We are bringing you session summaries fromNPC 2017 in a series of blogs. This one is based on the session of Kishore Biyani, Founder & CEO, Future Group.
Towards the end of the day, at times the energy levels can drop. Especially when the day has been rather intense. At NPC Bangalore the end of Day 1, we had the much respected Kishore Biyani, Founder & CEO, Future Group to perk us up – and how he did! In conversation with Siddharth Zarabi, Executive Editor, BTVI.
On being asked, what drew him to the conclave, he retorted, “because we are in real business and not an imaginary one”, cheekily taking a dig at futurists. He added, that sometimes it almost felt like that a new religion was being created, referring to the swathe of new technologies that are available. There are only 7 tunes, 5 colours, 9 emotions and 10 actions – life is not as complex as it is often made out to be, yet underscoring the need to keep things simple.
To build brands, one needs to have a deep understanding of technology which gets the desired results. Technology increases human capability, creates more available time for increased human interaction, but understand this – he emphasized – humans will have to kill time anyway and will always seek new ways of doing it. We found out later that this was an oblique reference to many app-based solutions for problems which never really exists to begin with.
He also spoke about mini drones and their impact on retail. Retail 1.0 was about brick-and-mortar, Version 2 was about e-commerce and now Retail 3.0 is what he calls “Tathastu” – ask and we will deliver. In comparison, he likened Version 2 to an electronic typewriter. The Tathastu version will have all features imaginable – you can shop physically, activate through voice, app, call etc. just about any interface without any dearth of choices whatsoever.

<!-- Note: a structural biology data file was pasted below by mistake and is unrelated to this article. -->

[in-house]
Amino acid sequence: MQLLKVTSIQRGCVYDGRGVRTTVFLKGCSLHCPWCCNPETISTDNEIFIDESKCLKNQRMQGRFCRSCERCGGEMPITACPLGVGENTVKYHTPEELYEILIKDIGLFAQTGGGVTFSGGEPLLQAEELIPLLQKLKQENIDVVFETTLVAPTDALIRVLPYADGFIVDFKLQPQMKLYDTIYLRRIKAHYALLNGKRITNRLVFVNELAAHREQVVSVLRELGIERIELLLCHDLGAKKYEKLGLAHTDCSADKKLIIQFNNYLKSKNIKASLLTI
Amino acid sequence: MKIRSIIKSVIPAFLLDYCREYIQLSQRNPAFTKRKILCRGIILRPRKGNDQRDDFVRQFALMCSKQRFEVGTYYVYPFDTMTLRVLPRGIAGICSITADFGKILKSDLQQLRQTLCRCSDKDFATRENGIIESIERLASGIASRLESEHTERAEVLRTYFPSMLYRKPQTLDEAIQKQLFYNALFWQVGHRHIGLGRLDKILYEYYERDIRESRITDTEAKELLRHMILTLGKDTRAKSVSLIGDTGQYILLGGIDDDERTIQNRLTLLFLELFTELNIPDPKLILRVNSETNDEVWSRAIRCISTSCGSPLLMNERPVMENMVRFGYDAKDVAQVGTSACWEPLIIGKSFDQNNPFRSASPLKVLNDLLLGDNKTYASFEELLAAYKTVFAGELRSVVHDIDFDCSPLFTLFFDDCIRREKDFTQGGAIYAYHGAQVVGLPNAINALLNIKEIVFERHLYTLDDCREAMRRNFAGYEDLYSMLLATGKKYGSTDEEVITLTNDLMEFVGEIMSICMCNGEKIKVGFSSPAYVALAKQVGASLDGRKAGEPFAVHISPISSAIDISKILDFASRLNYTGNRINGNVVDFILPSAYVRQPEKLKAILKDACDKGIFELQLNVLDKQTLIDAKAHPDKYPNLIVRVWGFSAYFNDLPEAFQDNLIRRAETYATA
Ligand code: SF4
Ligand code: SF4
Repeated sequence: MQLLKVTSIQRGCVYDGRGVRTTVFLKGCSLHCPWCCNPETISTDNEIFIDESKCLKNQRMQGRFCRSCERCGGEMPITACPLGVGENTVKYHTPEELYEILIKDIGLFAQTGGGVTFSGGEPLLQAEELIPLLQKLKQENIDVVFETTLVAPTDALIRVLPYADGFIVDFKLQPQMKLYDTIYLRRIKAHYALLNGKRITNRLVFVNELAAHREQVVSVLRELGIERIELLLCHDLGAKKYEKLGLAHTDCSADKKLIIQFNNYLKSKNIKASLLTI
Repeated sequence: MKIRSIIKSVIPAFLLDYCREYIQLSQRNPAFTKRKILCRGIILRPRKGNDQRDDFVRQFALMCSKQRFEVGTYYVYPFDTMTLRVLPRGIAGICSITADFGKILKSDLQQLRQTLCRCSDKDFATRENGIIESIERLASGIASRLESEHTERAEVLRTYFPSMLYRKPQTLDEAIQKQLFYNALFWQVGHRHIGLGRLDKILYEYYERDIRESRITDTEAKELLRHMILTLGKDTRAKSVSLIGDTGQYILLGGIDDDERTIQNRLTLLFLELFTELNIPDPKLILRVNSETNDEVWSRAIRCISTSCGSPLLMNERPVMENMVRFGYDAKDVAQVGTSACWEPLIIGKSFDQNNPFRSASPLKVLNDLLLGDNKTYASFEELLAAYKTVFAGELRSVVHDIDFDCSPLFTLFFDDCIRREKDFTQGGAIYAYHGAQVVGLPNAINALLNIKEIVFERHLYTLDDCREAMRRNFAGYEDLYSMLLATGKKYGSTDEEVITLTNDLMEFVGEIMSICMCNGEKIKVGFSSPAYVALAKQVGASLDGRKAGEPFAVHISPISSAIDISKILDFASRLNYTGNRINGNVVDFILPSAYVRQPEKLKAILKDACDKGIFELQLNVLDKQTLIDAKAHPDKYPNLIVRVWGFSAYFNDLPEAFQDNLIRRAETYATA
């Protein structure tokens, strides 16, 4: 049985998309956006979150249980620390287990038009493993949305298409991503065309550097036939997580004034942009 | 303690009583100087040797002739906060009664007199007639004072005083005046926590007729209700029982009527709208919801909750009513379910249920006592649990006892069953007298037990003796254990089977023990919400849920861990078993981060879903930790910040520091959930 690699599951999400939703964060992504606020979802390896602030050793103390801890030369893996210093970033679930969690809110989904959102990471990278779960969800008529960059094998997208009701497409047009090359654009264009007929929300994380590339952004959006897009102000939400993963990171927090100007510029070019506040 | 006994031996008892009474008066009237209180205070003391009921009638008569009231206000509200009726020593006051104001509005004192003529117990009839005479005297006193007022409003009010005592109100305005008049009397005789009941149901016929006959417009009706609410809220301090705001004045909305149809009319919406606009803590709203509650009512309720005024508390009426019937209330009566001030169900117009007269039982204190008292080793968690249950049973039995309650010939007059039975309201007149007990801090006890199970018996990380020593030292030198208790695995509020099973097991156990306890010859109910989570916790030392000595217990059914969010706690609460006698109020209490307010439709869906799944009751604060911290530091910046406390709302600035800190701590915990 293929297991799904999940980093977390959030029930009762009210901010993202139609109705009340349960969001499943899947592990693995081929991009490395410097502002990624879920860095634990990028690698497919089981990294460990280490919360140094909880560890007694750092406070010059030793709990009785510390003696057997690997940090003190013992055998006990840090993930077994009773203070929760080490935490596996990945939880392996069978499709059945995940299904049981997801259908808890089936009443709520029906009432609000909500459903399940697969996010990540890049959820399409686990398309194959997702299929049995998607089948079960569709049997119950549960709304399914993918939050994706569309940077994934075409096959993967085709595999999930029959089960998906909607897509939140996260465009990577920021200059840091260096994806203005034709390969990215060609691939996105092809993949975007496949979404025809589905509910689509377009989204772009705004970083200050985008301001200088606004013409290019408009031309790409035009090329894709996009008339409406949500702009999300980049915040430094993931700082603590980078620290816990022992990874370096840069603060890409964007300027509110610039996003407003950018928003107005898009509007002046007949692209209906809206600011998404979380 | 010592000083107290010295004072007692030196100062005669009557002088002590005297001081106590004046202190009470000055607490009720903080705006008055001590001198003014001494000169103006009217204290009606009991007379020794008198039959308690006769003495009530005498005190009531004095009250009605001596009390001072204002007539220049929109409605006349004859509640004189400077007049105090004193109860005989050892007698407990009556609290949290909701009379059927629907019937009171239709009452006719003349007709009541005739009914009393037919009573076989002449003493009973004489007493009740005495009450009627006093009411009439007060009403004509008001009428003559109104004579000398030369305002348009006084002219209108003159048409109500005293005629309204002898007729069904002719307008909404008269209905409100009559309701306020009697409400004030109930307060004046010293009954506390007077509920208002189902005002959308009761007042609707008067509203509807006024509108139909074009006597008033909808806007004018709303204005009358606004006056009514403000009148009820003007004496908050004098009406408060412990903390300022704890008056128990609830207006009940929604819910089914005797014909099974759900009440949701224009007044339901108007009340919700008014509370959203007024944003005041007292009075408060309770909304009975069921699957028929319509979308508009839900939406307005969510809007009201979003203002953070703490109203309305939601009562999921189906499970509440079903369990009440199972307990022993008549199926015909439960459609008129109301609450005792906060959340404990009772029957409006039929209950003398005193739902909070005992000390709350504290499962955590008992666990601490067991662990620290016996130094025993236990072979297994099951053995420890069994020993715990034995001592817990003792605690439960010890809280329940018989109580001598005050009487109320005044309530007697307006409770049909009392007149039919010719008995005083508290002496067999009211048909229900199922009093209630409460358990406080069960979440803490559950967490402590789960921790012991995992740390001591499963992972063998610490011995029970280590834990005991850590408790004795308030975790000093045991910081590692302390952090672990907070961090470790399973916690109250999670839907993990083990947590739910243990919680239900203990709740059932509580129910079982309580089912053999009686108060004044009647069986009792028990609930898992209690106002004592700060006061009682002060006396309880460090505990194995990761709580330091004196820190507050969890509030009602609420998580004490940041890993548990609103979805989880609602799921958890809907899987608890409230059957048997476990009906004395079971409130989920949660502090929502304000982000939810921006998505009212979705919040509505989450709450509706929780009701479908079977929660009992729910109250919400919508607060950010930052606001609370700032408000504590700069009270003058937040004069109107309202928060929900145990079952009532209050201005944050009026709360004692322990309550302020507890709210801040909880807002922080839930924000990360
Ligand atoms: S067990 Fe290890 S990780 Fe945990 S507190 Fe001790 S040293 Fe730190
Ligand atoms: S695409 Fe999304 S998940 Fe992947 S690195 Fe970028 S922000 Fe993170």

They are pretty ruthless about data. Customer behavior is deconstructed methodically with the help of data, and heaps of it. He touched upon the heterogeneity of the Indian market which is best captured through 72 major festivals. At Future Group, they had created an almanac of sorts on India – its cultures, mythology and the likes. Both subjective and transactional data were used.
But, the consumer is changing very rapidly and sometimes in more ways than retailers can fathom. Packaged popcorn, recently introduced in stores, most surprisingly, clocked daily sales upwards of 1 lakh even surpassing the more common bhujia. This wasn’t their “gut feel” at the time but a subsequent revelation from data analysis. On being asked about the phenomenal success of Patanjali, he had no qualms about saying that they stored this brand as well. Perhaps Baba Ramdev’s incredible mass appeal was what it was all about.
Also on competition, especially 5 years hence, Kishore Biyani remained candid and remarked that competition was always welcome and not to be shied away from. He didn’t sound too upbeat about the idea of serving the “Bottom of the Pyramid.” In his opinion, there’s nothing at the bottom. A rural consumer on an average consumes only about 100 SKUs in a year; in comparison his urban counterpart consumes about 60 – 70 k SKUs annually. The returns were just not attractive enough to think big in those markets.
3 Key Challenges: Managing the speed of change; managing people who do not believe in you and making others believe in your vision, said Biyani majestically as he signed off.